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The Constitution Party of Pennsylvania v. Cortes

United States District Court, E.D. Pennsylvania

July 23, 2015

PEDRO CORTES, et. al., Defendants

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For The Constitution Party of Pennsylvania, The Green Party of Pennsylvania, The Libertarian Party of Pennsylvania, Joe Murphy, James N. Clymer, Carl J. Romanelli, Thomas Robert Stevens, Ken Krawchuk, Plaintiffs: OLIVER B. HALL, LEAD ATTORNEY, CENTER FOR COMPETITVE DEMOCRACY, Washington, DC USA; JAMES N. CLYMER, CLYMER & MUSSER PC, Lancaster, PA USA.


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This is an action brought by three political parties to challenge a portion of Pennsylvania's Election Code. The Constitution Party of Pennsylvania (CPPA), the Libertarian Party of Pennsylvania (LPPA), the Green Party of Pennsylvania (GPPA), and several party leaders[1] contend that the Commonwealth's ballot access rules violate the First and Fourteenth Amendments to the United States Constitution. Specifically, plaintiffs attack 25 P.S. § 2911(b)[2] and

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25 P.S. § 2937[3] which, in combination, force a minority party to assume the risk of incurring substantial financial burdens to defend nomination papers they are required by law to submit. Plaintiffs assert both as-applied and facial challenges against the Election Code. The defendants are Pedro Cortes, the Secretary of the Commonwealth, and Jonathan Marks, the Commissioner of the Bureau of Commissions, Elections, and Legislation.[4] The plaintiffs and the defendants have filed cross motions for summary judgment. For the reasons that follow, I find that the statutes are unconstitutional as applied to the plaintiffs but they are facially valid.

I Background

To place the plaintiffs' allegations in context, I will first discuss the relevant provisions of the Pennsylvania Election Code.

a) The Pennsylvania Election Code

The Pennsylvania Election Code distinguishes political parties from political bodies. 25 P.S. § 2831(a). A political party is one whose candidates " polled a total vote in the State equal to at least two per centum of the largest entire vote cast in the State for any elected candidate" in the preceding general election.[5] Id. Political bodies are those groups which do not cross the 2% threshold. § 2831(c). The Election Code further classifies political parties as either major or minor parties. Constitution Party of Pennsylvania v. Aichele, 757 F.3d 347, 350-51 (3d Cir. 2014) (citing § 2872.2(a)). A minor party is " a political party whose state-wide registration is less than fifteen per centum of the combined state-wide registration for all state-wide political parties...." § 2872.2(a). The major parties[6] are those whose membership exceeds 15% of all registered voters.

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Aichele, 757 F.3d at 350-51. " At present, there are only two major parties in Pennsylvania, the Democratic Party and the Republican Party, as has been the case since the election code was enacted more than three-quarters of a century ago." Id. at 351.

Neither the CPPA, LPPA nor GPPA fielded candidates in the 2014 general election and are currently classified as political bodies. Pls.' Statement of Undisputed facts, doc. no. 60-2, ¶ 40. In earlier years, plaintiffs have qualified as minor political parties. Pls.' Statement of Undisputed Facts ¶ ¶ 1-3.[7] " Ultimately, the distinction between minor parties and political bodies is of less consequence in this case than is the distinction between major parties and non-major parties, since all non-major parties face essentially the same fight to get their candidates on the ballot through the submission of nominating papers." Constitution Party of Pennsylvania v. Aichele, 757 F.3d 347, 351 (3d Cir. 2014). Despite the plaintiffs' current classification, I will, at times, refer to the plaintiffs as the minor parties.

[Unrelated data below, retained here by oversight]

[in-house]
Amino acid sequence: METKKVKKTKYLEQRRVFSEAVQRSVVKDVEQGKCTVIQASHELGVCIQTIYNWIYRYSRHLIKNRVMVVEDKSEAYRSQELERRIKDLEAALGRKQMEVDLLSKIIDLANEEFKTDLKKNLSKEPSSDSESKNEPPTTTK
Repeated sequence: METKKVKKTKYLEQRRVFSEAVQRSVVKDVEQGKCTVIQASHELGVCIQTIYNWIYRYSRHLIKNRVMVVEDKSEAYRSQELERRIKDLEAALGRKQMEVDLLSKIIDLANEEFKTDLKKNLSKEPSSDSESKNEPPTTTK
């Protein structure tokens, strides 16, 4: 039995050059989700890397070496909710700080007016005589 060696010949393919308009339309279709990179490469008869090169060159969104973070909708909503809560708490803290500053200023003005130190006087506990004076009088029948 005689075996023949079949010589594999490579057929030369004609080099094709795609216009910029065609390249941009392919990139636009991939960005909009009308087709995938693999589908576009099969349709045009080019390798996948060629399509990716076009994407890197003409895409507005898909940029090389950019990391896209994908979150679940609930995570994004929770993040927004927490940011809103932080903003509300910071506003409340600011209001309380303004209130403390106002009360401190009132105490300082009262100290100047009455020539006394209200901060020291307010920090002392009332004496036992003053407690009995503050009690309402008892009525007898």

The major political parties place their candidates on the general election ballot by way of publicly funded primary elections. § 2862. To access the primary election ballot, major party candidates for President, United States Senator and Governor[8] must submit nomination petitions containing at least 2,000 valid signatures of registered members of their party. § 2872.1. Major party candidates for Pennsylvania Treasurer, Auditor General and Attorney General must obtain 1,000 valid signatures.[9] Id. Major party candidates for statewide office circulate nomination petitions for three weeks ending on the tenth Tuesday prior to the primary election when they must file the petitions with the Secretary of the Commonwealth. § § 2868, 2873(c). " The winner of the plurality of votes in the primary is placed on the general election ballot as the candidate of his or her respective party." Rogers v. Corbett, 468 F.3d 188, 191 (3d Cir. 2006).

Minor party, political body and independent candidates do not run in primary elections. § 2872.2; § 2911. Instead, they must circulate nomination papers in order to place their names on the general election ballot. § 2911(b). For statewide candidates,[10] the number of valid signatures required must exceed 2% of the " largest entire vote cast for any elected candidate in the State at large at the last preceding election at which State-wide candidates were voted for." § 2911(b). In recent years, the minimum signature requirement has been 25,697 in 2004; 67,070 in 2006; 24,666 in 2008; 19,056 in 2010; 20,601 in 2012; and 16,639 in 2014. Pls.' Statement of Undisputed Facts ¶ 10. Candidates have approximately five months to circulate

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nomination papers which must be filed on or before August 1. § 2913(b); Rogers, 468 F.3d at 191; Dfs.' Statement of Undisputed Facts, doc. no. 59-2, ¶ 14.[11] The 2% signature requirement was enacted in 1971,[12] Aichele, 757 F.3d at 353 (internal citations omitted), and does not violate plaintiffs' associational rights or their rights to equal protection of the law. Rogers, 468 F.3d at 197 - 98.